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Let the Wildlife Come to You

Checking in with our fellow species, without breaking a sweat

 

I was about 7 years old during my most dramatic, up-close-and-personal encounter with wildlife. I was camping in a fairly empty campground with my family in the White Mountains of New Hampshire, and my mother and I had gone a little ways into the woods around dusk to sit and see what we could see.

I remember working very hard to sit still. I remember everything being in lots of dim shades of gray and brown. I remember my mother very close beside me. And then I remember a towering buck deer with a huge rack (this is my memory, I can’t judge how much is embellishment), mere feet from we sat. He towered over me. I could hear him breathe. And then a doe behind him. It was no longer hard to sit still.

Then the wind changed and they took off. It’s not like it was the best view of a deer I’ve ever gotten. Full daylight and binoculars prove much better for that. But for a few minutes I wasn’t watching so much as inhabiting the same space as those deer. I was part of their world, albeit a sort of transient part who was trying not to be discovered in my trespass. It was awesome.

Summer is supposed to be the season for being outside, connecting with the natural world. Of course many people seem to take this on in ways that involve an awful lot of exertion for a season that also features dehydration, sunburn, and heat exhaustion: jogging, boating, getting up at dawn and hiking a long way to see birds.

While I have engaged willingly in many of those activities (except the jogging), I find the unmoving dusk sit more appealing to my heat-sensitive nature. There’s a reason more animals are out and about at this time of day: They have more sense than we do. Taking the time to be still also entails a bit more of the “connecting” part of connecting with nature.

If you want to commune with the animals, the first step is to pick your spot. You don’t have to be in the White Mountains, or even the Helderbergs, unless you’re on the trail of mountain lions. (Let us know if you succeed in that, by the way. And bring a camera.) There’s quite a bit of wildlife on the peripheries, and even inside, our cities and towns. The Pine Bush Preserve, Albany’s Normanskill Farm, Schenectady’s Woodlawn Preserve or the waterfalls on the Poestenkill in Troy could all be wonderful places to settle in one evening and see what you will see.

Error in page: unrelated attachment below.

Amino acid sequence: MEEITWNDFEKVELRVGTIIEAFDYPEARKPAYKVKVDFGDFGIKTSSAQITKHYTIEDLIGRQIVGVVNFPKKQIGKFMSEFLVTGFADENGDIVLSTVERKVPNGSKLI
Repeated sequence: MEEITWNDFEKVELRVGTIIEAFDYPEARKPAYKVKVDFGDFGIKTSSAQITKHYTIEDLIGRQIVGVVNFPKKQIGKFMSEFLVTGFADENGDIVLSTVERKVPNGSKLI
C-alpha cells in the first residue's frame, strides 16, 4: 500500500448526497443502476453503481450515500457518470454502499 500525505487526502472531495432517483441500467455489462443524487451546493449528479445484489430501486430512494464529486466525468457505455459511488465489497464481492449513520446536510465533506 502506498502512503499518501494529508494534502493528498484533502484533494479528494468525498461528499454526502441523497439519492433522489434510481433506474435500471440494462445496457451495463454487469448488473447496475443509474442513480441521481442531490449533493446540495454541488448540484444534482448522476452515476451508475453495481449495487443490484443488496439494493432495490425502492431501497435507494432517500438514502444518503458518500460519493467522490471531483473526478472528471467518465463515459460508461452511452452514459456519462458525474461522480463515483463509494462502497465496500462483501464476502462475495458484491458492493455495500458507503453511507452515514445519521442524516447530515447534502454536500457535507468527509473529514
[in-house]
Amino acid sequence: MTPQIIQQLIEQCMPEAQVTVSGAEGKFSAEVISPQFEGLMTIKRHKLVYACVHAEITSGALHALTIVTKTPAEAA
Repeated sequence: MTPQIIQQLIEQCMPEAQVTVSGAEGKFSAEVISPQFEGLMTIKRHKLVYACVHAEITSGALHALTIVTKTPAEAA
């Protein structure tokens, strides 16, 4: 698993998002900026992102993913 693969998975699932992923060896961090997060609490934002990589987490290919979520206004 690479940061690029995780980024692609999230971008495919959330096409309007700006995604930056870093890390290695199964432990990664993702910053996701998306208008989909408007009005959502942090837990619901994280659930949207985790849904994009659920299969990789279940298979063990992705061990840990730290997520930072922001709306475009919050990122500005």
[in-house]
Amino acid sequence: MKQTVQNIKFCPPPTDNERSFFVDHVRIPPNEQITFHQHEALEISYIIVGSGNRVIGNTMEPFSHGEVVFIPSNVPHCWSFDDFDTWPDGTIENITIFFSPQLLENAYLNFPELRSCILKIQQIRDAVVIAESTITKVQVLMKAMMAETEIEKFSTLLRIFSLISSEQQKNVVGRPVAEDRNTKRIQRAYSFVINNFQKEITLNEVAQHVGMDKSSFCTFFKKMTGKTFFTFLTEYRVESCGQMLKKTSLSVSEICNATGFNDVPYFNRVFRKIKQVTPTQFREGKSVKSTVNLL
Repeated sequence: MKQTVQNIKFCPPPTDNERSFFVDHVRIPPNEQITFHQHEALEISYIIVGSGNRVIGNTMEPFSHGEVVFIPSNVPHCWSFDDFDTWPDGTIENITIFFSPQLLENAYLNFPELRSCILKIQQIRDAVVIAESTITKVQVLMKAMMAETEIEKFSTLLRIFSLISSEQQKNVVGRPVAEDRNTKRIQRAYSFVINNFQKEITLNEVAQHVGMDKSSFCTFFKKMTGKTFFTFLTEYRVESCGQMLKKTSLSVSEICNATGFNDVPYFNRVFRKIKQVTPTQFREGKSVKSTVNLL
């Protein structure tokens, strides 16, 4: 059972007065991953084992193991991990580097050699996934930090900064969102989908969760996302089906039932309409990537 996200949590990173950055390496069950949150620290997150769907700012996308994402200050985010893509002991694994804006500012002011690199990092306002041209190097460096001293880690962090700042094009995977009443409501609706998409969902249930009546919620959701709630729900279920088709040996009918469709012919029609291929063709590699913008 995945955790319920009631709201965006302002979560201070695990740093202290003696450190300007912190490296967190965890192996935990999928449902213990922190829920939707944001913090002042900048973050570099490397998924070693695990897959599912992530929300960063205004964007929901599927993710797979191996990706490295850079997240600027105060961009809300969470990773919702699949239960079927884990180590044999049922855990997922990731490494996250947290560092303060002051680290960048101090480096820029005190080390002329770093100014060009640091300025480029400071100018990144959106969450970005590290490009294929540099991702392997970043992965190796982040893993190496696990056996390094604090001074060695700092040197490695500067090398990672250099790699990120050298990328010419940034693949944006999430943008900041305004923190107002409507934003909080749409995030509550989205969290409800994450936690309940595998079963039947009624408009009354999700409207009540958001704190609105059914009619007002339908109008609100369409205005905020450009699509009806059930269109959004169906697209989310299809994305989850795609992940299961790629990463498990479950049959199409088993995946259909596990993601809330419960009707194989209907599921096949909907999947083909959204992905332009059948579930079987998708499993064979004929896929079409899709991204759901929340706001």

Within your chosen locale, choose the exact spot you want to settle with a few things in mind. First, the best spots are generally on the edge of two kinds of habitat—especially any waterfront, or the line between meadows and woods. Edges tend to be more biologically diverse, and water is often a first stop for nocturnal folks just dragging themselves to consciousness. Of course you’ll have to weigh the water thing against the bugs thing.

Pick somewhere comfortable, with an eye to having something supporting your back and underbrush that isn’t going to make a huge amount of noise every time you twitch. If you can tell, and have a choice, place yourself downwind from the spot you think you’re most likely to see creatures—it’s dusk, and you’re dealing with folks who are not relying primarily on sight to warn them of danger.

Come prepared for bugs in whatever manner you prefer, remembering that loud slapping and cursing will detract from the experience. Keep in mind that it will cool off (hopefully) as the sun goes away, and that you may want a flashlight for getting back.

Leave the guidebooks at home. It’s nice to read through them ahead of time to get a sense of what you might see, but this is an exercise in observation and communion, not keeping score. And you won’t be able to see the book very well anyway.

On that note, try to keep your expectations vague. I remember one other camping trip in Maine where we were dead set on seeing moose, and spent several increasingly disappointed sessions staking out common moose stomping grounds to no avail. To this day, my two moose sightings have been completely serendipitous.

Around the Capital Region you might well see a fisher or a muskrat, a coyote or a fox. But a chance to quietly observe a more common possum, raccoon, or deer up close—or a group of wild turkey, a sky full of bats, a luna moth—can be just as magical. Or you might end up mostly listening—to owls, coyotes or mysterious, tantalizing rustles.

I won’t promise you’ll encounter anything at all. But even if you don’t, you will have gotten to sit still among trees, enjoy some quiet, and breathe some non-air-conditioned air. These days, that by itself can count as getting in touch with wildness.

—Miriam Axel-Lute

www.mjoy.org

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